One of my 2011 New Years resolutions was to read one baseball book per month. As the calendar turned from March to April, I was afraid that I might be able to keep that resolution. Fortunately, a trip to a local Borders solved my dilemma for not only April, but May as well.
The selection for April is Bill White’s new autobiography, Uppity: My Untold Story about the Games People Play, and what a good choice it turned out to be. Bill White was always honest and outspoken as a player, and this book continues in the same manner. Over the course of 320 pages, you will never wonder where the former Cardinals first baseman stands on anything. His honesty is refreshing and the narrative is as comfortable as pair of your favorite slippers.
My favorite part of the book came early on when White said, “baseball was not my favorite sport. I didn’t love the game; for me, it was something to pass the time until football season started.” That’s an odd statement for a future six time All Star and seven time Gold Glove Award winner. After reading that, I could not put the book down until I understood what he meant. By the time I did, I was so engrossed in his story, that I kept turning page after page until the very end. It is that kind of book.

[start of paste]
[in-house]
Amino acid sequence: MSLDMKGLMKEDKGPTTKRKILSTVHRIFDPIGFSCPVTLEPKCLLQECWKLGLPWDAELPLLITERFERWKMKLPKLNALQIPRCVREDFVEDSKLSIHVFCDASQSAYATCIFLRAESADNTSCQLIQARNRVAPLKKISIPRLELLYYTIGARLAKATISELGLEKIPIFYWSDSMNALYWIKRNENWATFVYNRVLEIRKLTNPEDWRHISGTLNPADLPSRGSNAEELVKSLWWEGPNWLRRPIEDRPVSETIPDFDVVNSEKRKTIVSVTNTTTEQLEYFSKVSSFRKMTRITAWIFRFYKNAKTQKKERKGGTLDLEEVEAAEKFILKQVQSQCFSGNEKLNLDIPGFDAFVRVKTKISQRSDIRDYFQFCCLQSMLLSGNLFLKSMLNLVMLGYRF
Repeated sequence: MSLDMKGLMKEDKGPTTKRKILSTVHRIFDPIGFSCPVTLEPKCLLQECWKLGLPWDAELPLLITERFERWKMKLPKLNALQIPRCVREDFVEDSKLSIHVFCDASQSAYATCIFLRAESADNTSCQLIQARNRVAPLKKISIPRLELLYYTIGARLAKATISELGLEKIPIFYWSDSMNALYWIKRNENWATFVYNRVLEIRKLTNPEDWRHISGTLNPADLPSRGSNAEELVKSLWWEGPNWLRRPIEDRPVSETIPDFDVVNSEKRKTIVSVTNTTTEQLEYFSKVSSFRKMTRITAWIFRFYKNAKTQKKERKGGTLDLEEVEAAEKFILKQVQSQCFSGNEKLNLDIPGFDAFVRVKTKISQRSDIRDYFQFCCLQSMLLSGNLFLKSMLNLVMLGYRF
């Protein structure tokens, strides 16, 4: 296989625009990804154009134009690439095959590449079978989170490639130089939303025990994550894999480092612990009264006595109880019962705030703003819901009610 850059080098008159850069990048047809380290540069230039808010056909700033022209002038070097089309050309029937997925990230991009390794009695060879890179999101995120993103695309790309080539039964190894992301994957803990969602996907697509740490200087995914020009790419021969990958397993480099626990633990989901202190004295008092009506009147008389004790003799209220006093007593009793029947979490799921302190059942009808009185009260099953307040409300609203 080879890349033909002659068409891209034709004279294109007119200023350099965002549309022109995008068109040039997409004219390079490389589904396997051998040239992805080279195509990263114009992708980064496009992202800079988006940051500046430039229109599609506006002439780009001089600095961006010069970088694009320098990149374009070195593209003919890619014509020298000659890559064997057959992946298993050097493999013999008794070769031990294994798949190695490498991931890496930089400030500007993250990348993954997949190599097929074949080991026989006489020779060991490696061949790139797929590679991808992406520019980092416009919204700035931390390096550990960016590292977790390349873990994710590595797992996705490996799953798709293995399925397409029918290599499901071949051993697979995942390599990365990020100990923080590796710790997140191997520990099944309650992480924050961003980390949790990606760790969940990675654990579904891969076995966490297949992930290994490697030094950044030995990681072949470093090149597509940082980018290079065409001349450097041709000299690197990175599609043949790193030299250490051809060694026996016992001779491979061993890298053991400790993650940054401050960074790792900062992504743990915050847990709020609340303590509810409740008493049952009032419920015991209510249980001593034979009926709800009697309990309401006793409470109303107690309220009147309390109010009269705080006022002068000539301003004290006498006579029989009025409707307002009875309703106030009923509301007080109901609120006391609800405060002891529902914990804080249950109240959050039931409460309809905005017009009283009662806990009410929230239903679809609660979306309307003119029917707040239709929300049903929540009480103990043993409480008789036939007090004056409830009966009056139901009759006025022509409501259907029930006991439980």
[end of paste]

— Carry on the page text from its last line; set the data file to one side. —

The book is divided into roughly three equal parts – White as a player, broadcaster and finally as the president of the National League. Most heartbreaking is when he talks about his playing days early in baseball’s integration efforts when the places he would play weren’t nearly as accommodating as the game that put him there. You will learn to admire his courage and determination, perhaps even more than his skills as a baseball player, which he downplays at every opportunity.
His life story would not be complete without at least some mention of the 1964 World Series team that he helped lead past the New York Yankees. Instead of dwelling on things we already knew or could look up in game stats, he talks about his relationships with Bob Gibson, Solly Hemus, Johnny Keane, Bing Devine and Bob Howsam. The revelations he shares on Howsam’s time running the Cardinals were blunt, fascinating and totally unexpected. All of that is eclipsed when he talks about his time working with former Yankees player and broadcaster, Phil Rizzuto.
To whet your appetite just a bit more, please read Mark Tomasik’s interview with Bill White over at RetroSimba. I can’t tell you how jealous I am that Mark was able to get some time chatting with a player that I grew up idolizing. He ran the interview in three parts which you can read here.
If you enjoyed Bob Gibson’s 60 feet 6 inches, you will find Uppity to be an essential companion. And as with Gibson’s book, you will find yourself reading this one again. Often. I already have.